Behind the Book: The Birds of Anjdur

The city of Aulis, setting for The Jealousy Glass.

When I decided to write my second novel, The Jealousy Glass, one of the things that I considered was symbolism. The Universal Mirror contains a lot of small cultural details that I’d placed in the story but never picked up on–one of them was the use of different motifs for different noble houses in the nation of Cercia.

I loved the idea of retaining that concept as my characters traveled to a different land but debated about what to do with it. The land to which they go, Anjdur, is heavily based on my own research on the Byzantine Empire around the year 1200. Because of that, many of the symbols reflect Byzantine cultural values–emphasis placed on the eyes as a source of power (in this case, magical) and also on the sun. But how could I change that, I wondered, and fit in some of the symbols that had been used in Mirror as well?

That was when I came to the idea of birds. Birds struck me as a symbol of flight and also of travel towards a better destination, a perfect metaphor for one of the main characters of Jealousy Glass.

Creatures of the air, they also seemed to fit the delicate but surprisingly strong empress Irena while also befitting her mysterious sister, the former Empress Sophia. Different birds are woven throughout this story for each Anjduri character–from eagles to phoenixes, the characters with that heritage in their veins each have a bird figure as pivotal to an artifact either belonging to them or interfacing with them at some crucial point. Like the characters, the birds that appear in the Artifacts of Empire universe are sometimes magical and a few will have a recurring role in what lies ahead.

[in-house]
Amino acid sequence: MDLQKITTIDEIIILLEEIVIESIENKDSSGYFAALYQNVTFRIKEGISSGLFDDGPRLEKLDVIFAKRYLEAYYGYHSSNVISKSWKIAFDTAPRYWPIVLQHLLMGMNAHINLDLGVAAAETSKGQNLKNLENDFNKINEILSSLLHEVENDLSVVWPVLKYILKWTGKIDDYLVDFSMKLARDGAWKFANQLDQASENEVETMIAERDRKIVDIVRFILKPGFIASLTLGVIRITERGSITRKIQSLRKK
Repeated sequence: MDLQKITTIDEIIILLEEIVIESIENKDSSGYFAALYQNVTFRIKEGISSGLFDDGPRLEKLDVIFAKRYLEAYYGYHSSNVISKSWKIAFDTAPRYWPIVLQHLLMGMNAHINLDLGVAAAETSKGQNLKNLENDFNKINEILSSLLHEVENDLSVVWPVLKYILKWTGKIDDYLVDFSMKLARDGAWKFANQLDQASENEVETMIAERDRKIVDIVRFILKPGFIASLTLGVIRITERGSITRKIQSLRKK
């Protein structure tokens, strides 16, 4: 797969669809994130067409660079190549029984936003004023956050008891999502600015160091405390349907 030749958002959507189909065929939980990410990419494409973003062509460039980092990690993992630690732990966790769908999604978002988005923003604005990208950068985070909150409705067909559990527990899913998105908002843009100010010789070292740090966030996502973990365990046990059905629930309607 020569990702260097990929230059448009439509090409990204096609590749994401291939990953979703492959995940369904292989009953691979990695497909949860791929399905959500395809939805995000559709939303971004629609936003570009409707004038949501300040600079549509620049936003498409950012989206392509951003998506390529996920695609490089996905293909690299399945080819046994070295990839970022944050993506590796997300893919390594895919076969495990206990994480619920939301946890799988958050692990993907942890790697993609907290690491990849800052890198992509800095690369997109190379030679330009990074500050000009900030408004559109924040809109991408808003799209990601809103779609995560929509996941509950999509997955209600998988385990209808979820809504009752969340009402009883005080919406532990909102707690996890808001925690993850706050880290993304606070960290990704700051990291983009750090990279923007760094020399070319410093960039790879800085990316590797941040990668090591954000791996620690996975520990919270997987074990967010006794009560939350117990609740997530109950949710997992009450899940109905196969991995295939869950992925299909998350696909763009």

As I continue the series, I hope to incorporate more of these ideas so that readers can follow the threads and begin to gather clues about some of the bigger mysteries yet to come. Will there be more magical animals ahead? Perhaps. 🙂

The Jealousy Glass, book 2 in the Artifacts of Empire series, will be released December 1, 2012. Feel free to add it to your Goodreads list.

This blog entry is part of World Animal Day.  Visit the link below to take part in the giveaway!

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The light at the end of the tunnel

When I first decided to write a book this year, the prize was not completion but rather, to determine whether or not I could develop a rhythm and a discipline that worked for me to ensure that I write daily. It says something about my newfound faith and confidence in working that I can allow myself to be gleeful because I only have three more chapters to write and… I AM DONE.

(Done with the actual end of the novel. Revisions, query, synopsis… all of these things will take a lot of time and love. Fortunately, I’ve been concurrently mapping all of those out as I go.)

The challenge from here on out is, I suppose, to find the next novel to write and set a new goal for myself of balancing that story with editing and actively seeking a home for the first. Whether or not it gets rejected by a million agents and/or publishers, however, I still feel very good about having written that story. There is much in it that’s good and I’m proud that I was able to get so much out on paper and complete the project.